Oregon Divorce Trials and Trial Procedures

Oregon Divorce Trials and Trial Procedures 2016-10-18T08:43:35+00:00

Oregon Divorce Trials

Oregon Divorce Trials

Oregon divorce trials are bench trials– meaning they are tried before a judge and not to a jury. Oregon divorce trials can be informal or formal, and they can span anywhere from an hour to– in extreme cases– months. The length of a trial depends on various factors such as the complexity of the case, the documentary evidence being presented, and the number of witnesses being called to testify.

Oregon Divorce Trial Procedures

The exact procedures for a divorce trial will vary depending on the Circuit Court (each court may have their own supplemental rules) and will also vary somewhat depending on the judge. However, a general overview of procedure is as follows:

  • Preliminary matters: Often before the trial begins in earnest, the judge will take up evidentiary matters, scheduling matters, and what is sometimes referred to as “housekeeping matters.”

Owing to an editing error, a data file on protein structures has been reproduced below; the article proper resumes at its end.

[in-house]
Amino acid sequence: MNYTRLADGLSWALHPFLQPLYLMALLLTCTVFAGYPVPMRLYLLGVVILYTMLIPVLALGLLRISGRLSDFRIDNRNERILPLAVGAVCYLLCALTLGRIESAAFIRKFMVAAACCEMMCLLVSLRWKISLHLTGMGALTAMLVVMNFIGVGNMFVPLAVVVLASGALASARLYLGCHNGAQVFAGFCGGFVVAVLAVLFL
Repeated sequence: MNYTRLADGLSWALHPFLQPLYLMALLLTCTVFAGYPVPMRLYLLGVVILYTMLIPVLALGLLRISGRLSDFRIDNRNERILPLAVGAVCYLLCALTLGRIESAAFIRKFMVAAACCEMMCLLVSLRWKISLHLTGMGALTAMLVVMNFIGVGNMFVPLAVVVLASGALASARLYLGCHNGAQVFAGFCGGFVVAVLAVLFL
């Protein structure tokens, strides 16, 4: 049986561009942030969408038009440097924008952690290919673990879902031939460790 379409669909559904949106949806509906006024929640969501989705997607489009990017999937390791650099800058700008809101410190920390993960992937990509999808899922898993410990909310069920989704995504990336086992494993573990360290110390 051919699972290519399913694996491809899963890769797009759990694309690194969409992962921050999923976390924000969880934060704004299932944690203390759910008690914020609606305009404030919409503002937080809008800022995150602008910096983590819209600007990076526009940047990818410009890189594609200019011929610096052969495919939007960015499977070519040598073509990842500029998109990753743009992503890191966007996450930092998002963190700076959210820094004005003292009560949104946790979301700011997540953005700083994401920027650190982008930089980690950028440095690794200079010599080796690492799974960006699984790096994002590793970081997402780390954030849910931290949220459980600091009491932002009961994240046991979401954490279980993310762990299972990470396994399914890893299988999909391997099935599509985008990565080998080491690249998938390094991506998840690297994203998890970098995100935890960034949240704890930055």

• Opening statements: Although not required, both parties will typically make a brief opening statement to give the judge a preview of the issues, and evidence expected to be presented.
  • Petitioner’s case in chief: Direct and cross examination of witnesses called by the Petitioner. Also, admission of documentary evidence from Petitioner.
  • Respondent’s case in chief: Direct and cross examination of witnesses called by the Respondent. Also, admission of documentary evidence from Respondent.
  • Rebuttal: Depending on the court and the judge, sometimes rebuttal is allowed so that the parties can present evidence to rebut evidence or testimony provided in the parties’ respective cases in chief.
  • Closing arguments: Both cases will almost always argue their case at the conclusion of evidence. Petitioner goes first, Respondent follows, and the Court will sometimes allow brief rebuttal arguments.
  • Ruling: The judge may announce his/her factual findings, legal opinion, ruling, and judgement immediately following the conclusion of the case. The judge may also take the matter under advisement and issue a ruling later from the bench (at a later hearing), issue a letter opinion, or issue a general judgment.